Twenty-Five Irrefutable Arguments For the Superiority of Vinyl, Ian McGillis

Twenty-Five Irrefutable Arguments For the Superiority of Vinyl,
Ian McGillis
From Vol. 2, No. 4

1.) Records just SOUND better. Don’t argue, okay? They just do.

2.) Twenty years after the egregious imposition of CDs, people still say “record store,” even when the store in question has no actual records.

3.) No one has ever sat staring for hours at a CD cover.

4.) Remember when double albums used to be configured with sides one and four on one record, and sides two and three on the other, so you could listen to concept albums like Tommy in sequence with a stacker, even though hardly anybody used stackers? That was so cool.

5.) Yes, records sometimes skipped, but the possibility of their skipping added a certain frisson to the listening experience.

6.) Records were much more often defective than CDs. That meant you would go back to the record store, talk to actual human beings(often about music)and end up buying more records.

7.) Some label logos (Vertigo, UNI, Charisma) were actually designed to do neat swirly things as you watched them spin. This meant that suburban children born too late for the 60s could approximate the LSD experience, with none of the brain-frying risks, in the safety of the rumpus room.

8.) The Ohio Players’ sequence of album covers in the 70s. I’ll say no more on this matter.

9.) True aficionados could learn to recognize different import vinyl BY SMELL. British pressings had a certain liquorice-like scent, German was more oily. There was a Raspberries album that smelled, a bit too strongly perhaps, of raspberries. CDs, lamely, have no smell at all.

10.) Carrying records on a windy day, you had to hold them at just the right angle.

11.) I once bought a Jamaican 45 (Uptown Top Ranking, Althea and Donna, Joe Gibbs label) that had a piece of hemp accidentally pressed right into the vinyl. That just would not happen with a CD, and the world is a poorer place for it.

12.) Walking around on the street or at school with unbagged albums, you were making a statement about yourself to the world. Carrying a Kraftwerk album, for example, said “I am the possessor of dark Teutonic secrets. You really should consider sleeping with me.”  CDs are more like business cards. Boring.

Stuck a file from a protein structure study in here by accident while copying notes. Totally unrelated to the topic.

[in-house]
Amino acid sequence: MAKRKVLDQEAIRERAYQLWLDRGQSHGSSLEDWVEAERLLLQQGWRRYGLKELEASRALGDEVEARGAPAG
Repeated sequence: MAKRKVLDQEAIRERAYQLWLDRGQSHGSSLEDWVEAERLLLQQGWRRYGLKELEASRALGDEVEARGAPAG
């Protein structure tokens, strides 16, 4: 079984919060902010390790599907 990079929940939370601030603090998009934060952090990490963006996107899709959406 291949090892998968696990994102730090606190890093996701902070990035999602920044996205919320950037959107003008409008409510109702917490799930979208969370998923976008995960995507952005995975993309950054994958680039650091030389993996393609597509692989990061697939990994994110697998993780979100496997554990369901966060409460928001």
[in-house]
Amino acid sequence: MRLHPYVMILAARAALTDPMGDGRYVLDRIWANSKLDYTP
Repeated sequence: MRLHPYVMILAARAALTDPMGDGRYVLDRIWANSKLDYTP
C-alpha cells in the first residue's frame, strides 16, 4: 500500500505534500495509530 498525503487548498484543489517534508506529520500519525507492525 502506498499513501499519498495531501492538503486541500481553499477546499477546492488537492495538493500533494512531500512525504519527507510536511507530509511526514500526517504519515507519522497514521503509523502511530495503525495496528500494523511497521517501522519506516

13.) The liner notes in a CD booklet are so fucking small you can’t even read them half the time.

14.) The vinyl LP was an organic artifact. It aged in interesting ways. If you wanted it to sound good, you had to take care of it. It was almost like a pet. CDs don’t DO anything. They’ll be choking up landfills until eternity.

15.) Who didn’t love the tactile, diamond-cutter delicacy of placing a tone arm on a record? You felt, in a very small way admittedly, that you were part of the creative process.

16.) Two words: gatefold sleeves. (Often with paintings of vaguely Tolkienesque tableaux. Even boogie bands like the Allman Brothers did this.)

17.) Somehow, punk rock has just never looked right or sounded right on CD. Admit it, all you punks. There’s just something inherently non-snotty about the CD format. The same goes for reggae. The mere idea of reggae on CD is ridiculous.

18.) The poster of Bob Dylan with psychedelic hair, included in his Greatest Hits LP, is a high-water mark of 20th century culture. So is the Mothership poster included in P-Funk’s double live album.

19.) What would kids in the 70s have covered their bedroom walls and the inside of their lockers with if they hadn’t had those Dark Side Of the Moon posters and stickers?

20.) Record store clerks used to look a bit like rock stars sometimes. They weren’t always geeks, that’s historical distortion.

21.) Warped records made cool woozy sounds. Some music (my brother’s Yes albums) sounded better when the record was warped.

22.) Two words: backward masking. (Everybody denies it, lots of people did it.)

23.) There was so much scope for righteous snobbery with vinyl. You could show your superior commitment by buying accessories like inner sleeves, outer sleeves, dust brushes, anti-static spray. (Alternatively, you could melt records down into ashtrays and expressionist sculptures influenced by those Dali and Munch prints you saw in art class.)

24.) If you weren’t careful you could get a nasty paper cut opening a new album. That meant feeling like you had passed a small test of courage and could listen to your new album with an extra sense of entitlement. CDs are such a pain in the ass to open that by the time you’re done you’re too pissed off to listen to them.

25.) Don’t even get me started on downloading.